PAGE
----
Animation / Animation Set / Button / Text

Dirty Phrasebook – Part 4

On 1st April 2015 I published a joke app to Google Play named Dirty Phrasebook which is based upon Monty Python’s Dirty Hungarian Phrasebook sketch. In this series of articles we’ll take a look in to the code (which will be open-sourced along with the final article). In this article we’ll look at the custom View that we use to handle user input.

ic_launcherThe decision to create a custom view in this instance was because there are some animations and behaviours which need to be applied to a group of controls, so by using an aggregate custom View we can apply these easily to a ViewGroup – in this case we’re using a CardView from the CardView support library so that we can get a nice shadow on the ViewGroup.

We’ve already taken a look at the layout used for this, so we need to inflate it obtain references to some of the component controls:

There’s a fair bit happening here already. Either constructor will call the initialise() method which is responsible for getting a couple of custom attribute values from the InputView element within the parent layout. One of these is to indicate the distance that we want to move the InputView when we enter Input mode, and the second controls the animation duration. It also creates a GestureListener – more on this later.

onFinishedInflate() gets called once the parent layout inflation has completes, and in here we inflate the layout for this control, obtain references to the component Views, and set a number of different listeners on those Views.

The first of these is FocusChangeListener which is called whenever the EditText control receives or loses focus:

This is simple enough: We just enter or exit input mode depending on the focus state of this control.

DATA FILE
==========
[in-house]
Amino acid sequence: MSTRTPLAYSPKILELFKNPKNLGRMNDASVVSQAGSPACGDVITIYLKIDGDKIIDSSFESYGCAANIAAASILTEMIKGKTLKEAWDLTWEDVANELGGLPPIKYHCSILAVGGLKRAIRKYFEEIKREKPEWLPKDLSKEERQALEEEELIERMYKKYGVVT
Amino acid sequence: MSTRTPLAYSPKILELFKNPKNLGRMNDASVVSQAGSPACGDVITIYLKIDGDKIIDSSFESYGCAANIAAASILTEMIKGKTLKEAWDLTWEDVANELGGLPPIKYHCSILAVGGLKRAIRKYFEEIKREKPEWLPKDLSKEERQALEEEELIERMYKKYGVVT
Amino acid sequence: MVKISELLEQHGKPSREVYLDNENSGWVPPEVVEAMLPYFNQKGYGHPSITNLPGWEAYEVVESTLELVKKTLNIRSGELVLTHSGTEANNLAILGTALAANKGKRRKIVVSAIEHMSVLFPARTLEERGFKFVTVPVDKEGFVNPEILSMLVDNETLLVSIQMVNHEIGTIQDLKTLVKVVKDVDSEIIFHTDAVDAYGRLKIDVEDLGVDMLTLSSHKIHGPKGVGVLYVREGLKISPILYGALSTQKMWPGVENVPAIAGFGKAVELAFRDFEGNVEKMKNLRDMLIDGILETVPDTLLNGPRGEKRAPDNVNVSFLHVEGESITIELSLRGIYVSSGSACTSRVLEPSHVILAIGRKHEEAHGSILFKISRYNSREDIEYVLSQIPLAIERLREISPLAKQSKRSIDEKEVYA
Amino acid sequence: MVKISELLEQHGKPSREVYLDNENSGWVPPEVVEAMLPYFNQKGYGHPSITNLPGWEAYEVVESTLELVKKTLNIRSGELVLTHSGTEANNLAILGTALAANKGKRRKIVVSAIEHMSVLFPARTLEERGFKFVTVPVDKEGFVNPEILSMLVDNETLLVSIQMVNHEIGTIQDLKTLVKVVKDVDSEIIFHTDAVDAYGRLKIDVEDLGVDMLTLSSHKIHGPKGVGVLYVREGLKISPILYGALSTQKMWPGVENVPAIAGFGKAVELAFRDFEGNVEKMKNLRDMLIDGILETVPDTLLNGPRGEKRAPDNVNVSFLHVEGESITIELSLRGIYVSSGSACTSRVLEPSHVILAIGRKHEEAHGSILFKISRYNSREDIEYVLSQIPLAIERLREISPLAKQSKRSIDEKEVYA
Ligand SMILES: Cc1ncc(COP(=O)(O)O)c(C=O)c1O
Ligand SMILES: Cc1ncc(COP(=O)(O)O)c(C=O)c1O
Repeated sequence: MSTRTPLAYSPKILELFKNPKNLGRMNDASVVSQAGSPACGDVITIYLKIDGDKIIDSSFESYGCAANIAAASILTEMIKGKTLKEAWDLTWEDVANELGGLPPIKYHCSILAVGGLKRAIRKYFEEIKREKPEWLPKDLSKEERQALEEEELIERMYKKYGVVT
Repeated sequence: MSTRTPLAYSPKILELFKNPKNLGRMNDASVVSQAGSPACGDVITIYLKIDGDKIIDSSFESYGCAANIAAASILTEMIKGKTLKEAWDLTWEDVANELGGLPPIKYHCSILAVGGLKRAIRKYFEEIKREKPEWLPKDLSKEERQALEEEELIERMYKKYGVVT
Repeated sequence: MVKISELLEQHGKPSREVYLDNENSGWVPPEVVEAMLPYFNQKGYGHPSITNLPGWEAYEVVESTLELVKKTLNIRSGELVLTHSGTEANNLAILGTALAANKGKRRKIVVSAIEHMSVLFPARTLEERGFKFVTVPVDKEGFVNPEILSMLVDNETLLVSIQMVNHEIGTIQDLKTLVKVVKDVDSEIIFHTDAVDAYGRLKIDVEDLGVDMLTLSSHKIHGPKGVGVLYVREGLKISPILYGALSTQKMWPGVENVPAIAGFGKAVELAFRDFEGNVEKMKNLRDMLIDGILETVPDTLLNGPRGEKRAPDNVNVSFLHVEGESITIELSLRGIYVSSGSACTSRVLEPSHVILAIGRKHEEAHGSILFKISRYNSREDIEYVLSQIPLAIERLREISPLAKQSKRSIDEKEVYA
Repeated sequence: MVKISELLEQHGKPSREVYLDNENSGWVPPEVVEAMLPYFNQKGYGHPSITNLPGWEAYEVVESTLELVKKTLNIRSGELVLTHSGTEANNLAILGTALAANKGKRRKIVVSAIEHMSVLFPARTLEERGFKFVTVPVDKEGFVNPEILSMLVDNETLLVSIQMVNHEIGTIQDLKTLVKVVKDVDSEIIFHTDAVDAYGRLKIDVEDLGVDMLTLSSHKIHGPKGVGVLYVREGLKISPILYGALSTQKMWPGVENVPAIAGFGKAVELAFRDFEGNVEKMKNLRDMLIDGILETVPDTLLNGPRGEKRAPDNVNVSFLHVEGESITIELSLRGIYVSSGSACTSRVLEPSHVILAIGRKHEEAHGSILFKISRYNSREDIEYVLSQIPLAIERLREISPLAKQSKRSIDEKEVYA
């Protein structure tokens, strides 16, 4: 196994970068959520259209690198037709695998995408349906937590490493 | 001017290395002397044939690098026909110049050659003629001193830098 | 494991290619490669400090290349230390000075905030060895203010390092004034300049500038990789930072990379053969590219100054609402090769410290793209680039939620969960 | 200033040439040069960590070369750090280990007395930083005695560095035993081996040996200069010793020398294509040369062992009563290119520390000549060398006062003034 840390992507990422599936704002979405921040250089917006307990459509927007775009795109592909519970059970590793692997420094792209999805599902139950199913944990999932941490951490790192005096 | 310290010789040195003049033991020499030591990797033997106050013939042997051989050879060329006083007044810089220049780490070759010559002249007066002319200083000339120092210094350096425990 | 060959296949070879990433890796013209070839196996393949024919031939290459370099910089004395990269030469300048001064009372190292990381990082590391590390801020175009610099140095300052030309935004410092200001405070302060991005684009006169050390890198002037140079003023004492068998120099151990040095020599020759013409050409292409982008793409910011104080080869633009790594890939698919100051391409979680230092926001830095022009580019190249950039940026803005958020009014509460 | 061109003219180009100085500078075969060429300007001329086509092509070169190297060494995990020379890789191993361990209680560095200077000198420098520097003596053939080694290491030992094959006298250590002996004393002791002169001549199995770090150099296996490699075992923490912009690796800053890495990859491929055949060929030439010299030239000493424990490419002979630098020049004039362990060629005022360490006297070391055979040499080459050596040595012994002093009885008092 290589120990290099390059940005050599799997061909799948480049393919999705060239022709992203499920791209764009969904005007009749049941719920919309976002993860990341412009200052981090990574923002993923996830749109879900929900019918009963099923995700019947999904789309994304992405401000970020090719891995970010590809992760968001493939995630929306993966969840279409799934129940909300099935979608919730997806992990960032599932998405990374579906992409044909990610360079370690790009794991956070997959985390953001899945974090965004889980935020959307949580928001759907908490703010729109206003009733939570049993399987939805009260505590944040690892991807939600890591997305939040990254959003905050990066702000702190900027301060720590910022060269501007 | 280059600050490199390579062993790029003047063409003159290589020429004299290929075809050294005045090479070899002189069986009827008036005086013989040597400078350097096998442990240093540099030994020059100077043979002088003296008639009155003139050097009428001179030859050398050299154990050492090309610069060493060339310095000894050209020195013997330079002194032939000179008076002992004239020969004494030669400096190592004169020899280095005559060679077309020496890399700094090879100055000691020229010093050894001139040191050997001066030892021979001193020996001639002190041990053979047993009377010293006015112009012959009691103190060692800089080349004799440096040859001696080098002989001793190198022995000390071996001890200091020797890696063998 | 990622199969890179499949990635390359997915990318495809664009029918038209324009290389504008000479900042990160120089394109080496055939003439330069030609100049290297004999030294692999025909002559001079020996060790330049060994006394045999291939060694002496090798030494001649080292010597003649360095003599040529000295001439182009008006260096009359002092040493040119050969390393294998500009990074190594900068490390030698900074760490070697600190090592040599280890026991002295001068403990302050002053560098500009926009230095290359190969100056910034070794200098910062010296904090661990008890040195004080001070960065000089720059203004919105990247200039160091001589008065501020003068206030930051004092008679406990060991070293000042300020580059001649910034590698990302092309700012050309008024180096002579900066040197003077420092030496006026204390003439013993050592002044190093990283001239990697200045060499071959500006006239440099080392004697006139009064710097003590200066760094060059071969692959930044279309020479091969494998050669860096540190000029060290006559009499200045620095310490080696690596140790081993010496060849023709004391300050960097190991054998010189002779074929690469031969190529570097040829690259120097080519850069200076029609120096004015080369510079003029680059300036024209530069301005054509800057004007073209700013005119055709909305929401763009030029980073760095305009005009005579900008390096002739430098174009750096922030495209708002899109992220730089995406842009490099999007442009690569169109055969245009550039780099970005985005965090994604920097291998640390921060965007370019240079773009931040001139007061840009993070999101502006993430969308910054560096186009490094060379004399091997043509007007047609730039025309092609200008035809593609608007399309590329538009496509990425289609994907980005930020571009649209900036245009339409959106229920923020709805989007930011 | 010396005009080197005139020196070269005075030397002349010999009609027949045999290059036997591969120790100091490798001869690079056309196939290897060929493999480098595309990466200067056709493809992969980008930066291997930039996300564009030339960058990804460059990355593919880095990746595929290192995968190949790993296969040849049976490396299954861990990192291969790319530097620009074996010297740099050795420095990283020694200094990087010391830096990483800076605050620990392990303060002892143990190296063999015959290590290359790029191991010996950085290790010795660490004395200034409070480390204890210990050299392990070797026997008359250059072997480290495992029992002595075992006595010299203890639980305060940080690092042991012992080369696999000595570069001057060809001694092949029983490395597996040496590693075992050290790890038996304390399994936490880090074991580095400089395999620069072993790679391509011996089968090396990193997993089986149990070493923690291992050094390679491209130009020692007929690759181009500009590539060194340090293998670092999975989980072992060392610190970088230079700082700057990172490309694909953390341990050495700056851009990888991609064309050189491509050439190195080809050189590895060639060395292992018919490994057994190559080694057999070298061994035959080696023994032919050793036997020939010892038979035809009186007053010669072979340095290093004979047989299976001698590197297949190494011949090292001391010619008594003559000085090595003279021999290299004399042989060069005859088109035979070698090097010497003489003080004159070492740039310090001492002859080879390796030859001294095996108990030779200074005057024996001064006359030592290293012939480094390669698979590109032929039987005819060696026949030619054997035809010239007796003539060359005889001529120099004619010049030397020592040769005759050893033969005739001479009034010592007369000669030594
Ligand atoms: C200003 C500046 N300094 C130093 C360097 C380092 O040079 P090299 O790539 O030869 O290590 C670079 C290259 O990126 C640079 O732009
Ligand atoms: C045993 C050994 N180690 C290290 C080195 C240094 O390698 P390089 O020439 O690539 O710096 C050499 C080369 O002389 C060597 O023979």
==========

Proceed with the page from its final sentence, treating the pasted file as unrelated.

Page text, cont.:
Next we have InputCompleteListener which gets called for various actions on the EditText control:

In our case we’re only interested in when the user clicks on the “Done” button in the soft keyboard and we end input mode when this occurs.

Next we have InputChangeListener which gets called whenever the text within the EditText View changes:

The purpose here is to control the visibility of a button which allows the user to clear the input. There’s no point in showing this if the EditText is already empty, so we detect changes in the EditText and change the state of the clear control accordingly.

Next we have DoneListener which gets called when the user clicks a “Done” button which overlays the EditText (many thanks to Sebastiano Poggi for suggesting this):

This provides one of a number of different methods of exiting input mode – providing lots of distinct methods of the user exiting input mode makes discoverability much better!

Next up is the GestureListener that we created earlier:

This provides yet another mechanism for the user to exit input mode by swiping downwards (many thanks to Benoit Duffez for the suggestion). We check that the y component of the fling is both positive and exceeds the x component by a factor of 5 to constitute a downward swipe.

The final listener is ClearListener which gets called when the user taps the clear button which we mentioned earlier: